In order to understand the real importance of information security, you have to understand the value of the information and the consequences of that information being compromised in some way.
Typically, enterprises hold an awful lot of information in their systems, usually personnel information, salary and other financial information, and their business plans, not to mention all the actual working data that is held about company clients.
They could also be storing trade secrets, lots of research and other information that gives them the edge over their competitors.
More and more, this kind of information is being moved from paper to digital and electronic storage and processing, as well as transmission across networks, inside and outside the company.
Because of this, the inherent security risks are much higher now than ever before and the biggest challenge faced by IT admins is how to keep that information safe.
When we leave our homes, whether it is to go to work or down to the supermarket, we leave them protected in some way. We lock the doors and windows and set alarms if we have them.
The same principle applies to the information we store on computers and network systems. Should any of the information stored be compromised, it can end up in the wrong hands and be used for malicious purposes.
More often than not these days, it is a legal requirement that a company takes steps to protect and secure all of the information that they hold.
When that information is not protected properly it runs the risk of a security breach.
The consequences of this can be quite severe – massive financial penalties for a start, not to mention possible lawsuits, the loss of their reputation and the loss of business as word gets around. Recovery from such an information breach can actually take years and cost vast sums of money.
The average cost per record of an information breach is around $3-400 – if 100,00 records were breached, the total cost is $30-40 million! About 70% of that cost comes from the loss of business following the breach.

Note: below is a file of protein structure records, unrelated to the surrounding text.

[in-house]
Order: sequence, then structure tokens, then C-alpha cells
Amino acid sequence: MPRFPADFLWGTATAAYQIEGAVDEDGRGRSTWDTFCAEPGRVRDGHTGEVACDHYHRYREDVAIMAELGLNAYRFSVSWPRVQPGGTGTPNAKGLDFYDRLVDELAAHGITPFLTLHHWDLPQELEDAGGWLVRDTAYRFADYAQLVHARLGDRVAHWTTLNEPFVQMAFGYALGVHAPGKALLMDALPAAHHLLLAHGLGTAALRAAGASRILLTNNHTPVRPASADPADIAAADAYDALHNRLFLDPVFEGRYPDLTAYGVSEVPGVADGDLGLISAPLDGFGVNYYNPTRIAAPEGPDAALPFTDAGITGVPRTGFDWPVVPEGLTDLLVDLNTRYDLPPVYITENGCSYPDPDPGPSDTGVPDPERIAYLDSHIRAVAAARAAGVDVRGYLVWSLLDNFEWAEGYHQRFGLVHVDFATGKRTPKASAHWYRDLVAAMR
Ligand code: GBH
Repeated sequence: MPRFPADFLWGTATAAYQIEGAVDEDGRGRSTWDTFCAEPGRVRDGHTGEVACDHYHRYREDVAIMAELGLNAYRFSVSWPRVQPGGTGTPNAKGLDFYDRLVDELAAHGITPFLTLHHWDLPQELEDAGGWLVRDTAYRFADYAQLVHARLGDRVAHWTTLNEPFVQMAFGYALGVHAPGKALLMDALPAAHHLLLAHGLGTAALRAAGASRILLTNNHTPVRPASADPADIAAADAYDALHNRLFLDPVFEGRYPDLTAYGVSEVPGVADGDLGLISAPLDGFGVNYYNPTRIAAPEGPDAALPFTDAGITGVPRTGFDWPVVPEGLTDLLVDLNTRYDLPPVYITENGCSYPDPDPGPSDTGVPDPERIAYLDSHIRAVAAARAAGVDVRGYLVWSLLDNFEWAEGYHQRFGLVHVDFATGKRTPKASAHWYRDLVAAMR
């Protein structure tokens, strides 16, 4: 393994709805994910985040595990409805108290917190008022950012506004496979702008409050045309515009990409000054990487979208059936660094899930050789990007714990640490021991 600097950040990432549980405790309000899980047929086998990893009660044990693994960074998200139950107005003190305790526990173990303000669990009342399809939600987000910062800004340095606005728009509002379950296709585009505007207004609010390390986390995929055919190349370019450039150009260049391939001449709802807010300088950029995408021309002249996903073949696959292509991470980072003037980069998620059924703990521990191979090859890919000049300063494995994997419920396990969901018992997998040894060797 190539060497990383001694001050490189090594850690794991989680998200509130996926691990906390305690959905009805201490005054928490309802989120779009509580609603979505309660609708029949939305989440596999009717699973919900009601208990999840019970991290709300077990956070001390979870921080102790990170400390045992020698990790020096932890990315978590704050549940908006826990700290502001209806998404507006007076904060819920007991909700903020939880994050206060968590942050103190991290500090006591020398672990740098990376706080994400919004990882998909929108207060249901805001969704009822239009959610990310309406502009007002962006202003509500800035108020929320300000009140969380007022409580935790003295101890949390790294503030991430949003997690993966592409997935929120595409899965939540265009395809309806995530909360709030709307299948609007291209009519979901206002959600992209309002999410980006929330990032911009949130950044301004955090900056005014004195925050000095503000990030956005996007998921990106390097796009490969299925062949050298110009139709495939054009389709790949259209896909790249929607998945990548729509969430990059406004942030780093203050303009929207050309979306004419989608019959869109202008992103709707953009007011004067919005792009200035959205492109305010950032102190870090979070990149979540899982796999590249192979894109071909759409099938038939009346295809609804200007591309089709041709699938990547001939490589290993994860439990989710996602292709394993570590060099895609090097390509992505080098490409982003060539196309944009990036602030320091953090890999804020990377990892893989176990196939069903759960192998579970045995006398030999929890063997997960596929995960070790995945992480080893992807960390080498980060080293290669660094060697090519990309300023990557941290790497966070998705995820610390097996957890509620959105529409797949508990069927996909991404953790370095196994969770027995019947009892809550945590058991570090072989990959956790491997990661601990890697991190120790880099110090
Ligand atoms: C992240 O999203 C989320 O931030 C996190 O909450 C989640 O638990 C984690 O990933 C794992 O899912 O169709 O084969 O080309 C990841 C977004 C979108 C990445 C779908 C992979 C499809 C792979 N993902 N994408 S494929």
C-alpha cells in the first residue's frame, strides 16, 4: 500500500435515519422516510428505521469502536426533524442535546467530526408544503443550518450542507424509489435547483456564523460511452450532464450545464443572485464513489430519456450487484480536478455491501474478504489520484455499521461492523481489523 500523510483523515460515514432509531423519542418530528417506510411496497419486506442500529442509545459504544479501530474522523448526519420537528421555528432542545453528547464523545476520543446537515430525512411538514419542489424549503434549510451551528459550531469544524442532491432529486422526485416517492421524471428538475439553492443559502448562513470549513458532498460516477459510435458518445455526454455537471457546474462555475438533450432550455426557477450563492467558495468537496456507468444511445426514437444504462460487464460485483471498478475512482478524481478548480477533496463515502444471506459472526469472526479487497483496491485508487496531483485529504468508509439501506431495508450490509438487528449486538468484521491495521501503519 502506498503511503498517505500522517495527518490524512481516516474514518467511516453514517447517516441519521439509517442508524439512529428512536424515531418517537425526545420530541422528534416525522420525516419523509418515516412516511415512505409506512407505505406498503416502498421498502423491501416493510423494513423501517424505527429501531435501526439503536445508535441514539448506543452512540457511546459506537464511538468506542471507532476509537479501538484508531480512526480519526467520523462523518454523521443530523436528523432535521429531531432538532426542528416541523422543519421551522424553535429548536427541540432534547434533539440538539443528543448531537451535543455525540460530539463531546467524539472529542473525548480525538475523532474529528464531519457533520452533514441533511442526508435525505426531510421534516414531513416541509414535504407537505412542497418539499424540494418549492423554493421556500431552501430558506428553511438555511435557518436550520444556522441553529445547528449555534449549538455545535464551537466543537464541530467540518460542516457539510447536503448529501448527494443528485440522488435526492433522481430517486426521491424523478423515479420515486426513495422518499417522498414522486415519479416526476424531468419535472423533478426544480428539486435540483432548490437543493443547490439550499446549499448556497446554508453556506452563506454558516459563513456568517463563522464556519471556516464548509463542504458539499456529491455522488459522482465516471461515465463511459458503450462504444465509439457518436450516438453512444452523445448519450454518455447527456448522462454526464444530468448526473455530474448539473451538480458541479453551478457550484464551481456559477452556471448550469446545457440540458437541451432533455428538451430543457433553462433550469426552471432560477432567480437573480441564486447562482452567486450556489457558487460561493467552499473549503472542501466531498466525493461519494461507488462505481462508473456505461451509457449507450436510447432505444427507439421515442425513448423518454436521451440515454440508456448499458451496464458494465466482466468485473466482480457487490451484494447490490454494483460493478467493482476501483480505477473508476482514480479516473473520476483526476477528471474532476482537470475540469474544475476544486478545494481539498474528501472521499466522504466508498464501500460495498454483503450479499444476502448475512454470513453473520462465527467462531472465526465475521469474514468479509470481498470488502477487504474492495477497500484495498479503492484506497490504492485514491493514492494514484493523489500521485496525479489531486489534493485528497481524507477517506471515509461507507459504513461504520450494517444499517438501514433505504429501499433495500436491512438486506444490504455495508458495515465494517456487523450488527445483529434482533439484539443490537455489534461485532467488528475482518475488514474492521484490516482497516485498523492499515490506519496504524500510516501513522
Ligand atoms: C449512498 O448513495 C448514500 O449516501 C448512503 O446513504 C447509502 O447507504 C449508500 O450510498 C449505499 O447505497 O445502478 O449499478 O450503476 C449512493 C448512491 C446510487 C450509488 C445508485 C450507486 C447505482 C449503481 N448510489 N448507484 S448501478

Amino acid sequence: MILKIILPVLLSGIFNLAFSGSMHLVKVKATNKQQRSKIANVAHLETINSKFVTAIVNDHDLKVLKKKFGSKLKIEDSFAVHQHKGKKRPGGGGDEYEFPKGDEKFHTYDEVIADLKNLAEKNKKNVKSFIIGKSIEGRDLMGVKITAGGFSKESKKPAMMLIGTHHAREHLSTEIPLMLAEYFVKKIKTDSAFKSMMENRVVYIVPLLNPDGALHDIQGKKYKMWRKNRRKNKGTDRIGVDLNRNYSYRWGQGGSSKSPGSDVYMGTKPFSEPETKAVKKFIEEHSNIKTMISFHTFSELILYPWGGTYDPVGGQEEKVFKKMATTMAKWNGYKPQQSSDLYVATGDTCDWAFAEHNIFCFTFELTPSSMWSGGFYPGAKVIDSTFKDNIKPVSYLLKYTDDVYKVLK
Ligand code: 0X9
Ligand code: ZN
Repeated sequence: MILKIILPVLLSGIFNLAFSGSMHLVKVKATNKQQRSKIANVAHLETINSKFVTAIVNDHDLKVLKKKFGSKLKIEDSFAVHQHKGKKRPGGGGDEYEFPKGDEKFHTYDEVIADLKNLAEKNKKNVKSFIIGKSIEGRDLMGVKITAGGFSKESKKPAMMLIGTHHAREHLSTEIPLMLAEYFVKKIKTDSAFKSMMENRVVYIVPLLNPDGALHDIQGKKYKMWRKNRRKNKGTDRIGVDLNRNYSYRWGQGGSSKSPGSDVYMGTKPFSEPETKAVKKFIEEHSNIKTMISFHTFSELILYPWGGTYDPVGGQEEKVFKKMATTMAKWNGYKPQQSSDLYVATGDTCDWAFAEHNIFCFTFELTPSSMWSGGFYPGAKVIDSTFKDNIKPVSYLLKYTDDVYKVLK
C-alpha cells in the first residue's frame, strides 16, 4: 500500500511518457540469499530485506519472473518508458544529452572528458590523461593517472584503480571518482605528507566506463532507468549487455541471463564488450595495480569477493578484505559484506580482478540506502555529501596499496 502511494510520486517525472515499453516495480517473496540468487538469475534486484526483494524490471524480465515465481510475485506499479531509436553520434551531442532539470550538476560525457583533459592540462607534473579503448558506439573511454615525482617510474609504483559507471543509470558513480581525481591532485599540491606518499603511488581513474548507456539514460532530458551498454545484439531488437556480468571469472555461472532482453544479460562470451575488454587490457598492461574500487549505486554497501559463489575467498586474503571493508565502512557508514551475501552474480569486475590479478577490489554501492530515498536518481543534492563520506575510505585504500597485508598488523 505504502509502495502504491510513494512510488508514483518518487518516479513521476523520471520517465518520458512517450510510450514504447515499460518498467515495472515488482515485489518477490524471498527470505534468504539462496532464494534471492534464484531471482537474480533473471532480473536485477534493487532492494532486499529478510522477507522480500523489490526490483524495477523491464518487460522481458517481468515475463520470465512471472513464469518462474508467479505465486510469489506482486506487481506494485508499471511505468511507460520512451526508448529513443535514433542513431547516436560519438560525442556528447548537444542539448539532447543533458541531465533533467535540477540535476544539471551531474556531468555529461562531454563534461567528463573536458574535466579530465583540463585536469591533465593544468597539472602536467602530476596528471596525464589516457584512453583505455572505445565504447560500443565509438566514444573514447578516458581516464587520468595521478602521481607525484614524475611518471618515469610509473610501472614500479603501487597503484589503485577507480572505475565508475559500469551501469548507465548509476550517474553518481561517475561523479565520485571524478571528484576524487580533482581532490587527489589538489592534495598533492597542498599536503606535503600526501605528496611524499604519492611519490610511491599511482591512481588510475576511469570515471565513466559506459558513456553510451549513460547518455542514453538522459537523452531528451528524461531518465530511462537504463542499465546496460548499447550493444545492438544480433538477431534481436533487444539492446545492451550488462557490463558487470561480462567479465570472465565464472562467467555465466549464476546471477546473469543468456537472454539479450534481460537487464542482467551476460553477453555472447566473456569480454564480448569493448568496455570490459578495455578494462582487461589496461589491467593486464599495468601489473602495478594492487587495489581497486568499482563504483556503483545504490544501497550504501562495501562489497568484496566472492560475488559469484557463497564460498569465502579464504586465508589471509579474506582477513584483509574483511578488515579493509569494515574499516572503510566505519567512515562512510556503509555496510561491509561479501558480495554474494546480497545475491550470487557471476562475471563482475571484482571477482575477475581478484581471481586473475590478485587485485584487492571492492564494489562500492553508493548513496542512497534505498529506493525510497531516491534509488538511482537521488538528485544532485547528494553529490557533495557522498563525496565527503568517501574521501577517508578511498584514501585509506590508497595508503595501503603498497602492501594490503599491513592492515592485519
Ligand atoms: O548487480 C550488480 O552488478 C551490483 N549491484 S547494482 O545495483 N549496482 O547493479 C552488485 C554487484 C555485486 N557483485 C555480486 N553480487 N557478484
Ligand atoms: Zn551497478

In 2006/2007 TJX Clothing company was subjected to an information breach.
More than 45 million credit and debit card details were stolen and almost half a million customer records, including driver license numbers and social security numbers, went along with it.
The breach was thought to have been as a result of a lack of protections on the Wi-Fi network, which left their information open for all to see. The final cost of that breach of information is thought to be more than $1 billion.
Information Security Measures
There are a lot of things that can be done to protect information, and all of these must be covered under the company IT security policy:
- Use of strong passwords and regular changes of password
- IT policy that informs all staff of the consequences of leaving information unprotected
- Computer and anti-virus software updates to be done regularly
- Only using secure applications that come from trusted sources
- All employees to be aware of policy regarding emails. Many enterprises have email protection in place, a program that will scan every email that enters and leaves the organization before it can be opened
- Information should only be stored on company servers that have their own security protection in place. USB drives, CD/DVD drives should be disabled so they can’t be used and all information should be stored in central secure folders
- Daily data backups – once a system has been infected or the hardware is lost, so will important information be gone. Regular backups ensure that normal business can be resumed as quickly as possible
- Protect all forms of information, be they digital or paper. Paper documents should be stored in secure file cupboards and shredded when no longer needed. Access should be given only to those who need it.